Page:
From summer 2012 - BMA resists move to go neutral on 'assisted dying
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Review by Peter Saunders , CMF Chief Executive
The BMA has overwhelmingly rejected a motion calling for it to adopt a neutral position on 'assisted dying' at its annual representative meeting at Bournemouth on 27 June. In so doing it has upheld its opposition to any change in the law to allow either assisted suicide or euthanasia.
Members of the pressure group 'Healthcare Professionals for Assisted Dying' (HPAD) (2) had flooded the BMA agenda with nine almost identical motions calling for neutrality from which the agenda committee had crafted a composite motion to be debated.
The move was part of a carefully orchestrated campaign (3) aimed at neutralising medical opposition ahead of a new parliamentary bill calling for legalisation. HPAD is closely affiliated to Dignity in Dying, the former Voluntary Euthanasia Society. It had also been supported by the British Medical Journal editorial which gave international prominence to a poll allegedly showing that 62% of doctors supported neutrality. (4)
However the wording of this poll conducted by Doctors.Net is now under investigation by the Market Research Society (5) and a subsequent BMJ Online Poll showed that 83% of respondents were against the move. (6)
Motion 332 read as follows: 'That this Meeting i) believes that assisted dying is a matter for society and not for the medical profession; ii) believes that the BMA should adopt a neutral position on change in the law on assisted dying'.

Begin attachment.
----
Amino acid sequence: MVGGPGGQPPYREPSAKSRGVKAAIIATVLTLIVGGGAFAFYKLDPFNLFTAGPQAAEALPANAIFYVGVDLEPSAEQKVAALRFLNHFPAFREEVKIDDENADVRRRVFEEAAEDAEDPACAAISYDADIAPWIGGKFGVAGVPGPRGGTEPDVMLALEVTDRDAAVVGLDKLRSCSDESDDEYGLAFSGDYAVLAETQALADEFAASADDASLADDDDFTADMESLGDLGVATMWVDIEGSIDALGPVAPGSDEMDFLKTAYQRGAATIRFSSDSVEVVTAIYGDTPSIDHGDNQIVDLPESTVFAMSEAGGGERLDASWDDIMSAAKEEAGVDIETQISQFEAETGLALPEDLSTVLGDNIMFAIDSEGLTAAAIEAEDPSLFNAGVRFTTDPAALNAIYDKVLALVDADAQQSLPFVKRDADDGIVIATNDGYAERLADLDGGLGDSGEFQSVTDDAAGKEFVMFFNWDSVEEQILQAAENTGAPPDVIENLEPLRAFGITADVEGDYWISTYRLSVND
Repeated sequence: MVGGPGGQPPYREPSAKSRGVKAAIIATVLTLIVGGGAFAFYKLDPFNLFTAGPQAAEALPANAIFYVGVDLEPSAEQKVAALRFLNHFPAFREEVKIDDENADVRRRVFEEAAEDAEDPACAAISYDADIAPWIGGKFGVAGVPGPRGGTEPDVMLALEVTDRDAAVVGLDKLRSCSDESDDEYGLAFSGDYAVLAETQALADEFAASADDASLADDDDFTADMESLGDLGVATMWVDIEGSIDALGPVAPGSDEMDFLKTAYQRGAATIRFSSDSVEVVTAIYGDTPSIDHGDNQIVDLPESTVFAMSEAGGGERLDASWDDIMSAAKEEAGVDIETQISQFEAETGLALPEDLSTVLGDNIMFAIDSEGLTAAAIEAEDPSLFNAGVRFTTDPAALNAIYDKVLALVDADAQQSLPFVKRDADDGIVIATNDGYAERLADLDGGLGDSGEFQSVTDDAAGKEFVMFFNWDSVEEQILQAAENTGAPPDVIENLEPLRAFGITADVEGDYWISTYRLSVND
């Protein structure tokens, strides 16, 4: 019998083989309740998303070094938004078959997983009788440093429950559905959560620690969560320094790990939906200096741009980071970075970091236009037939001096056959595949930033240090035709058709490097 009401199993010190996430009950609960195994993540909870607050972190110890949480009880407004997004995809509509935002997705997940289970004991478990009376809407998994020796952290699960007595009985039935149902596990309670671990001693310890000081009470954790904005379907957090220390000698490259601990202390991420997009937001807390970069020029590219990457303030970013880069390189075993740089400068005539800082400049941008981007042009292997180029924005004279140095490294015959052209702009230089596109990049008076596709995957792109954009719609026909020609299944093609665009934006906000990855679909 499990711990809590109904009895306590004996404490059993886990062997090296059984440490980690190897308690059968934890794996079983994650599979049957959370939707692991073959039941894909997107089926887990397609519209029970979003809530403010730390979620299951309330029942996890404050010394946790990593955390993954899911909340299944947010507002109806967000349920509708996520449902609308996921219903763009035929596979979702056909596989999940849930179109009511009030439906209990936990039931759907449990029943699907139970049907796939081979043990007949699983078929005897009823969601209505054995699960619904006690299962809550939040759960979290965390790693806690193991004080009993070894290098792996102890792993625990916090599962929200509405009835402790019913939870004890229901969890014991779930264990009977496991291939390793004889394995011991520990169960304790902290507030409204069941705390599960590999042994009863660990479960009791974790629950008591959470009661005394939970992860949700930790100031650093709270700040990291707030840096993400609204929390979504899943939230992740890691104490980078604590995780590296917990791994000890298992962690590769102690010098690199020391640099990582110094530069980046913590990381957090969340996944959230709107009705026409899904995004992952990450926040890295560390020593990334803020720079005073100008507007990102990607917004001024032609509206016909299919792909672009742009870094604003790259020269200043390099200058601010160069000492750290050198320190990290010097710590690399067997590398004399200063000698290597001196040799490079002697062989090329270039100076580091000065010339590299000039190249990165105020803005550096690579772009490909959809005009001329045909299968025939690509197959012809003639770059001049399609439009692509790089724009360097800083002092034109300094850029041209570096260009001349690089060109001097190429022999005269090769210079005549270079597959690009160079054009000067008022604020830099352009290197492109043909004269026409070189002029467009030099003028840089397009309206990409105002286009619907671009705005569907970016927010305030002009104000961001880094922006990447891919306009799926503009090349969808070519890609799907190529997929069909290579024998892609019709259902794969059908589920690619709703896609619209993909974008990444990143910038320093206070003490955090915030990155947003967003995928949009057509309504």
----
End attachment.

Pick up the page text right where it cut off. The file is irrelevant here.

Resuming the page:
The proposer, Prof Tallis, argued that the current situation was 'morally repugnant' and said that the BMA should adopt a policy of 'studied neutrality'. (7) But Baroness Finlay said that the public would not understand why the BMA won't express a view on the prescription of potentially lethal drugs.
BMA Ethics Chairman Tony Calland argued that it was important doctors stayed engaged in the debate whilst BMA Chairman Hamish Meldrum added that a position of neutrality was the worst of all positions and urged the meeting to reject the motion.
Both parts of the motion were subsequently lost. In rejecting this move the BMA has sent out a strong message that doctors must play a leading role in this debate which could otherwise be far too easily swayed by celebrity endorsement and media outlets. (8) I have previously considered the arguments against neutrality in more detail than is possible here. (9)
Lord Falconer, in conjunction with Dignity in Dying and the All Party Parlimentary Group on Choice at the End of Life, has since published a new bill (10) aiming to legalise assisted suicide for adults who are mentally competent and terminally ill which he hopes to introduce into the House of Lords next year. Meanwhile there is a consultation on the 'safeguards' in the draft bill which closes on 22 November.
The cost of freedom is eternal vigilance and it is imperative that Christian doctors stay engaged in this debate both by opposing any change in the law and in championing good palliative care.